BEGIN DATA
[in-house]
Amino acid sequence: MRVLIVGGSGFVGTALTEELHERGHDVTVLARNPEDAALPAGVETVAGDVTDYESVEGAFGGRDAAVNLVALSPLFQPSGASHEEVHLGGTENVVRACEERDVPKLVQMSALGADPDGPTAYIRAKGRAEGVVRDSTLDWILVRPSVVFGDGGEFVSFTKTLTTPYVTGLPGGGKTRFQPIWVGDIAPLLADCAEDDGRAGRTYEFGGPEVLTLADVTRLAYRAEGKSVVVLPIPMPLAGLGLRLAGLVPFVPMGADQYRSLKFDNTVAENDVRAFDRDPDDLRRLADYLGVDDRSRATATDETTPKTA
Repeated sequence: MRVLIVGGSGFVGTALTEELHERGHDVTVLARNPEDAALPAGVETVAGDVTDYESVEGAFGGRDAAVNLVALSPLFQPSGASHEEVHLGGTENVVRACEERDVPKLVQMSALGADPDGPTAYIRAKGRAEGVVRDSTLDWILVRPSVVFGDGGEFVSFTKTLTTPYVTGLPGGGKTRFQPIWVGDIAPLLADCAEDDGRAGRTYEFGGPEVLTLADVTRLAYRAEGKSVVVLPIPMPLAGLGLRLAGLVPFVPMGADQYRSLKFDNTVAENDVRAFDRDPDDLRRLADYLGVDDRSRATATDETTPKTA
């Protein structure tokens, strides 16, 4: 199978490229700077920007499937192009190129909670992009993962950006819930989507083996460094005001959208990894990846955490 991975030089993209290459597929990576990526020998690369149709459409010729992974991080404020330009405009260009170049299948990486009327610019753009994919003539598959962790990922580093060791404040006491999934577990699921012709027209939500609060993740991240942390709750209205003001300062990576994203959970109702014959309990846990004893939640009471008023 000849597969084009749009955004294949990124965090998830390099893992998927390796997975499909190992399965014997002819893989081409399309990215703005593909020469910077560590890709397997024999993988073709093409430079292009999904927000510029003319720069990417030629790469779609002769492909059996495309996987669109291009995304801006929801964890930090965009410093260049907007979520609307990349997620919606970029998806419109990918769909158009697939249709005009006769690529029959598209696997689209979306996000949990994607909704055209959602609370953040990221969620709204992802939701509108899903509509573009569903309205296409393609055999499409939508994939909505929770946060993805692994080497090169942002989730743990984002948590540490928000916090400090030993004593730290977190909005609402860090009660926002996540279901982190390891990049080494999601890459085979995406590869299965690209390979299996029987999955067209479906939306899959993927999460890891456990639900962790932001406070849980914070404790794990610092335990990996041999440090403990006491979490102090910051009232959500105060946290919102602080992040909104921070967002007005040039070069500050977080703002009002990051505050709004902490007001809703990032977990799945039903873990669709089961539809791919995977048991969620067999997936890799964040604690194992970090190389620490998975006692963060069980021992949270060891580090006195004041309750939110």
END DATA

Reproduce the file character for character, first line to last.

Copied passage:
[in-house]
Amino acid sequence: MRVLIVGGSGFVGTALTEELHERGHDVTVLARNPEDAALPAGVETVAGDVTDYESVEGAFGGRDAAVNLVALSPLFQPSGASHEEVHLGGTENVVRACEERDVPKLVQMSALGADPDGPTAYIRAKGRAEGVVRDSTLDWILVRPSVVFGDGGEFVSFTKTLTTPYVTGLPGGGKTRFQPIWVGDIAPLLADCAEDDGRAGRTYEFGGPEVLTLADVTRLAYRAEGKSVVVLPIPMPLAGLGLRLAGLVPFVPMGADQYRSLKFDNTVAENDVRAFDRDPDDLRRLADYLGVDDRSRATATDETTPKTA
Repeated sequence: MRVLIVGGSGFVGTALTEELHERGHDVTVLARNPEDAALPAGVETVAGDVTDYESVEGAFGGRDAAVNLVALSPLFQPSGASHEEVHLGGTENVVRACEERDVPKLVQMSALGADPDGPTAYIRAKGRAEGVVRDSTLDWILVRPSVVFGDGGEFVSFTKTLTTPYVTGLPGGGKTRFQPIWVGDIAPLLADCAEDDGRAGRTYEFGGPEVLTLADVTRLAYRAEGKSVVVLPIPMPLAGLGLRLAGLVPFVPMGADQYRSLKFDNTVAENDVRAFDRDPDDLRRLADYLGVDDRSRATATDETTPKTA
């Protein structure tokens, strides 16, 4: 199978490229700077920007499937192009190129909670992009993962950006819930989507083996460094005001959208990894990846955490 991975030089993209290459597929990576990526020998690369149709459409010729992974991080404020330009405009260009170049299948990486009327610019753009994919003539598959962790990922580093060791404040006491999934577990699921012709027209939500609060993740991240942390709750209205003001300062990576994203959970109702014959309990846990004893939640009471008023 000849597969084009749009955004294949990124965090998830390099893992998927390796997975499909190992399965014997002819893989081409399309990215703005593909020469910077560590890709397997024999993988073709093409430079292009999904927000510029003319720069990417030629790469779609002769492909059996495309996987669109291009995304801006929801964890930090965009410093260049907007979520609307990349997620919606970029998806419109990918769909158009697939249709005009006769690529029959598209696997689209979306996000949990994607909704055209959602609370953040990221969620709204992802939701509108899903509509573009569903309205296409393609055999499409939508994939909505929770946060993805692994080497090169942002989730743990984002948590540490928000916090400090030993004593730290977190909005609402860090009660926002996540279901982190390891990049080494999601890459085979995406590869299965690209390979299996029987999955067209479906939306899959993927999460890891456990639900962790932001406070849980914070404790794990610092335990990996041999440090403990006491979490102090910051009232959500105060946290919102602080992040909104921070967002007005040039070069500050977080703002009002990051505050709004902490007001809703990032977990799945039903873990669709089961539809791919995977048991969620067999997936890799964040604690194992970090190389620490998975006692963060069980021992949270060891580090006195004041309750939110």